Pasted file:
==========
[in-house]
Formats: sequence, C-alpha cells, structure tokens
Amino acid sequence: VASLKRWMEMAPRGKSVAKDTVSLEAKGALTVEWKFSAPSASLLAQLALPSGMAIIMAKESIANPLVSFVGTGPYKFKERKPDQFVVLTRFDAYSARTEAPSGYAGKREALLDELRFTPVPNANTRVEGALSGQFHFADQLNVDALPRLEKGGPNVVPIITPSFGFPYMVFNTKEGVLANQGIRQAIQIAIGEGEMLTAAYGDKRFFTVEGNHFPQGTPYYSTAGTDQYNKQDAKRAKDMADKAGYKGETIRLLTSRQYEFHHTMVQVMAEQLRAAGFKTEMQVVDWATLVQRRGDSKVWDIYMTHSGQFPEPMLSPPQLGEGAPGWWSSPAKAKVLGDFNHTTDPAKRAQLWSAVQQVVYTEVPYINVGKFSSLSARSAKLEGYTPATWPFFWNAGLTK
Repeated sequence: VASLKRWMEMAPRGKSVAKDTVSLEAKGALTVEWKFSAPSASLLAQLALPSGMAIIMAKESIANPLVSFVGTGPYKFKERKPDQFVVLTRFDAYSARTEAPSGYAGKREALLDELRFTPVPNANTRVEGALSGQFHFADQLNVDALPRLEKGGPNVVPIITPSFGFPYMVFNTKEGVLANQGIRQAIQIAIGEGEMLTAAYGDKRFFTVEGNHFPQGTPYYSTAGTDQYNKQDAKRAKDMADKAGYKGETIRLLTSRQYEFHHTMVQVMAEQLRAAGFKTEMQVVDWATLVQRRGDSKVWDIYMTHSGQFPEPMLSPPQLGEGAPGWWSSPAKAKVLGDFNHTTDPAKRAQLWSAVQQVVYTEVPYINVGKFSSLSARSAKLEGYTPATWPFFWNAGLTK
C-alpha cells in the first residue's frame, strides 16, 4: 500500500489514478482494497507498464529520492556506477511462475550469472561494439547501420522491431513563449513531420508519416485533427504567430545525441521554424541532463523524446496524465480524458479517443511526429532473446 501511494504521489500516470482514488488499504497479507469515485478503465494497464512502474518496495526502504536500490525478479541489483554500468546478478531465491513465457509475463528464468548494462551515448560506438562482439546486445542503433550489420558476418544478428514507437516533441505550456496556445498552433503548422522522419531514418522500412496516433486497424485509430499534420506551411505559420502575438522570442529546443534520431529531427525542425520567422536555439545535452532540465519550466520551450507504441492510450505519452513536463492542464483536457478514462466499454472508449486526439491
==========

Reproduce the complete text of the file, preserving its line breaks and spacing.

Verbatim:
[in-house]
Formats: sequence, C-alpha cells, structure tokens
Amino acid sequence: VASLKRWMEMAPRGKSVAKDTVSLEAKGALTVEWKFSAPSASLLAQLALPSGMAIIMAKESIANPLVSFVGTGPYKFKERKPDQFVVLTRFDAYSARTEAPSGYAGKREALLDELRFTPVPNANTRVEGALSGQFHFADQLNVDALPRLEKGGPNVVPIITPSFGFPYMVFNTKEGVLANQGIRQAIQIAIGEGEMLTAAYGDKRFFTVEGNHFPQGTPYYSTAGTDQYNKQDAKRAKDMADKAGYKGETIRLLTSRQYEFHHTMVQVMAEQLRAAGFKTEMQVVDWATLVQRRGDSKVWDIYMTHSGQFPEPMLSPPQLGEGAPGWWSSPAKAKVLGDFNHTTDPAKRAQLWSAVQQVVYTEVPYINVGKFSSLSARSAKLEGYTPATWPFFWNAGLTK
Repeated sequence: VASLKRWMEMAPRGKSVAKDTVSLEAKGALTVEWKFSAPSASLLAQLALPSGMAIIMAKESIANPLVSFVGTGPYKFKERKPDQFVVLTRFDAYSARTEAPSGYAGKREALLDELRFTPVPNANTRVEGALSGQFHFADQLNVDALPRLEKGGPNVVPIITPSFGFPYMVFNTKEGVLANQGIRQAIQIAIGEGEMLTAAYGDKRFFTVEGNHFPQGTPYYSTAGTDQYNKQDAKRAKDMADKAGYKGETIRLLTSRQYEFHHTMVQVMAEQLRAAGFKTEMQVVDWATLVQRRGDSKVWDIYMTHSGQFPEPMLSPPQLGEGAPGWWSSPAKAKVLGDFNHTTDPAKRAQLWSAVQQVVYTEVPYINVGKFSSLSARSAKLEGYTPATWPFFWNAGLTK
C-alpha cells in the first residue's frame, strides 16, 4: 500500500489514478482494497507498464529520492556506477511462475550469472561494439547501420522491431513563449513531420508519416485533427504567430545525441521554424541532463523524446496524465480524458479517443511526429532473446 501511494504521489500516470482514488488499504497479507469515485478503465494497464512502474518496495526502504536500490525478479541489483554500468546478478531465491513465457509475463528464468548494462551515448560506438562482439546486445542503433550489420558476418544478428514507437516533441505550456496556445498552433503548422522522419531514418522500412496516433486497424485509430499534420506551411505559420502575438522570442529546443534520431529531427525542425520567422536555439545535452532540465519550466520551450507504441492510450505519452513536463492542464483536457478514462466499454472508449486526439491